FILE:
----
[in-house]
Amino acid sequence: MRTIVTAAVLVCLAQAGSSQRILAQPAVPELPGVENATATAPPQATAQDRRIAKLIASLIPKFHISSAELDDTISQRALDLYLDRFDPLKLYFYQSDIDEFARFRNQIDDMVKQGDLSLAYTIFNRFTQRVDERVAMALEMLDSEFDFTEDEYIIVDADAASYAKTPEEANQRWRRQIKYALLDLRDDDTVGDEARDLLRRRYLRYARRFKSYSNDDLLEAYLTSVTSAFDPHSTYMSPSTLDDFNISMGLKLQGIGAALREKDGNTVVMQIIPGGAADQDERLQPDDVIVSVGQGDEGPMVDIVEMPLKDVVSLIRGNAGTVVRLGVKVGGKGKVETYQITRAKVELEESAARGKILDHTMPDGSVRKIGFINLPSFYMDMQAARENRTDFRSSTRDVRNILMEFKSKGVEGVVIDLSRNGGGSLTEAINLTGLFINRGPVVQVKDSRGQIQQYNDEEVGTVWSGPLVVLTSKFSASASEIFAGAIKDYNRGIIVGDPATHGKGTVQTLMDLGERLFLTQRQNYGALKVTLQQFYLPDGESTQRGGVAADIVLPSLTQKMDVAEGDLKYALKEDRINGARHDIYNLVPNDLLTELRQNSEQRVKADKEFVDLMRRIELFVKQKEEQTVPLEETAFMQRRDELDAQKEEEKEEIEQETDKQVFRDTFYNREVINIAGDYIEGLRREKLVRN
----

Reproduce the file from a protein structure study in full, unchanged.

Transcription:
[in-house]
Amino acid sequence: MRTIVTAAVLVCLAQAGSSQRILAQPAVPELPGVENATATAPPQATAQDRRIAKLIASLIPKFHISSAELDDTISQRALDLYLDRFDPLKLYFYQSDIDEFARFRNQIDDMVKQGDLSLAYTIFNRFTQRVDERVAMALEMLDSEFDFTEDEYIIVDADAASYAKTPEEANQRWRRQIKYALLDLRDDDTVGDEARDLLRRRYLRYARRFKSYSNDDLLEAYLTSVTSAFDPHSTYMSPSTLDDFNISMGLKLQGIGAALREKDGNTVVMQIIPGGAADQDERLQPDDVIVSVGQGDEGPMVDIVEMPLKDVVSLIRGNAGTVVRLGVKVGGKGKVETYQITRAKVELEESAARGKILDHTMPDGSVRKIGFINLPSFYMDMQAARENRTDFRSSTRDVRNILMEFKSKGVEGVVIDLSRNGGGSLTEAINLTGLFINRGPVVQVKDSRGQIQQYNDEEVGTVWSGPLVVLTSKFSASASEIFAGAIKDYNRGIIVGDPATHGKGTVQTLMDLGERLFLTQRQNYGALKVTLQQFYLPDGESTQRGGVAADIVLPSLTQKMDVAEGDLKYALKEDRINGARHDIYNLVPNDLLTELRQNSEQRVKADKEFVDLMRRIELFVKQKEEQTVPLEETAFMQRRDELDAQKEEEKEEIEQETDKQVFRDTFYNREVINIAGDYIEGLRREKLVRN